Cover image for The Universal Declaration of Human Rights : origins, drafting, and intent
The Universal Declaration of Human Rights : origins, drafting, and intent
Morsink, Johannes.
Personal Author:
Publication Information:
Philadelphia : University of Pennsylvania Press, [1999]

Physical Description:
xiv, 378 pages ; 26 cm.
Format :


Call Number
Material Type
Home Location
Item Holds
K3238.31948 .M67 1999 Adult Non-Fiction Non-Fiction Area

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In his 1941 State of the Union message President Franklin Roosevelt called for the protection worldwide of four essential freedoms: "the freedom of speech and expression, the freedom of worship, the freedom from want, and the freedom from fear". Roosevelt's enunciation of these freedoms was part of a movement that gathered strength in the 1940s and strived to make the protection of human rights part of the conditions for peace at the end of World War II. In 1947 Eleanor Roosevelt was elected to be the chair of the United Nations Commission on Human Rights that was charged to produce a separate document for this purpose.

The resulting Universal Declaration of Human Rights, adopted in 1948, has become the moral backbone of more than two hundred human rights instruments that are now a part of our world. The document has been a source of hope and inspiration to thousands of groups and millions of oppressed individuals.

Johannes Morsink offers a behind-the-scenes account of the Declaration's origins and development. He reports on the detailed discussions that took place in the United Nations, tells us which countries argued for or against each provision of the Declaration, explains why certain important amendments were rejected, and shows how common revulsion toward the Holocaust provided the consensus needed to adopt this universal code of ethics.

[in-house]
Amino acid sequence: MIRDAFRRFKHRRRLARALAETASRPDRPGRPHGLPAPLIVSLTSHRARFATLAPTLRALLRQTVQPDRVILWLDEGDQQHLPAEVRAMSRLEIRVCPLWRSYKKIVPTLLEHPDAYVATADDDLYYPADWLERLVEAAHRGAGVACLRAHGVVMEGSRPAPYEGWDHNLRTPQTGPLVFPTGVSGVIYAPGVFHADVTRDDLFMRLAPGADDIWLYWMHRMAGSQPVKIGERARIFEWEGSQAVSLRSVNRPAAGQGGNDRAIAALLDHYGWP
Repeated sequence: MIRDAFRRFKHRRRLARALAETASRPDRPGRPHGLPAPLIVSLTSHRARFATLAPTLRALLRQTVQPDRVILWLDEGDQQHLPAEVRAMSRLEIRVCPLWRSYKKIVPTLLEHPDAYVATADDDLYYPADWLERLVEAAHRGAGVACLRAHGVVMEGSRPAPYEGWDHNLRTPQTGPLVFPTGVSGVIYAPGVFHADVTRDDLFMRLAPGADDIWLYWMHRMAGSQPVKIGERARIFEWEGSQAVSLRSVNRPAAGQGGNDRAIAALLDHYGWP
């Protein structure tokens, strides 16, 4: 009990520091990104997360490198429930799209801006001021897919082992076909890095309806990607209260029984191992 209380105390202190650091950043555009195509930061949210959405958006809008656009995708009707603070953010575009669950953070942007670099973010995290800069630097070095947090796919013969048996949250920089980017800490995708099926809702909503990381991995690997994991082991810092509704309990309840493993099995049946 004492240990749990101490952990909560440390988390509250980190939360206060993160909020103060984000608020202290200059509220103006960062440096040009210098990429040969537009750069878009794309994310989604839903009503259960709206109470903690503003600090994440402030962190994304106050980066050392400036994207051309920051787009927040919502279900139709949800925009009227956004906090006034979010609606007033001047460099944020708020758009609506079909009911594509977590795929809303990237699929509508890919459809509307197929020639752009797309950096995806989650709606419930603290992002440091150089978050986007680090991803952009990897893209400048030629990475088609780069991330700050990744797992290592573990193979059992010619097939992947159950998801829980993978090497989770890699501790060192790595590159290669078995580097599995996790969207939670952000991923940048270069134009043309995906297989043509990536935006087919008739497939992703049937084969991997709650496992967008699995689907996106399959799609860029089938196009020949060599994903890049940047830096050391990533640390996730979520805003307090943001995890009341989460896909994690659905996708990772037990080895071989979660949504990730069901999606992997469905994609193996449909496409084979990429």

Reviews 1

Choice Review

In times of official peace the 1948 Universal Declaration of Human Rights has become the most important statement of international ethics in the 20th century (the 1949 Geneva Conventions and their 1977 Protocols have become the important ethical statements for times of war). Morsink (Drew Univ.) has written the definitive work to date covering the negotiations leading to the Declaration's adoption by the UN General Assembly. His work, 15 years in the making, reveals a number of interesting facts: the inclusion of economic and social rights was not the contribution of the communist bloc but of the democratic socialists of Latin America working with Canadian UN official John Humphrey; both the US and the Soviet Union were opposed to legally binding language, preferring a statement of moral rights and aspirations; the feminist movement was well organized and active and had some impact on the wording of the Declaration; the experience of WW II and the Holocaust influenced the document; the Declaration was the product of a truly universal negotiating process rather than of strictly Western values, even though Africa and Asia were underrepresented; and human rights were considered both ends in themselves and a means to international peace and security. Morsink's book is essential reading for everyone interested in human rights. D. P. Forsythe University of Nebraska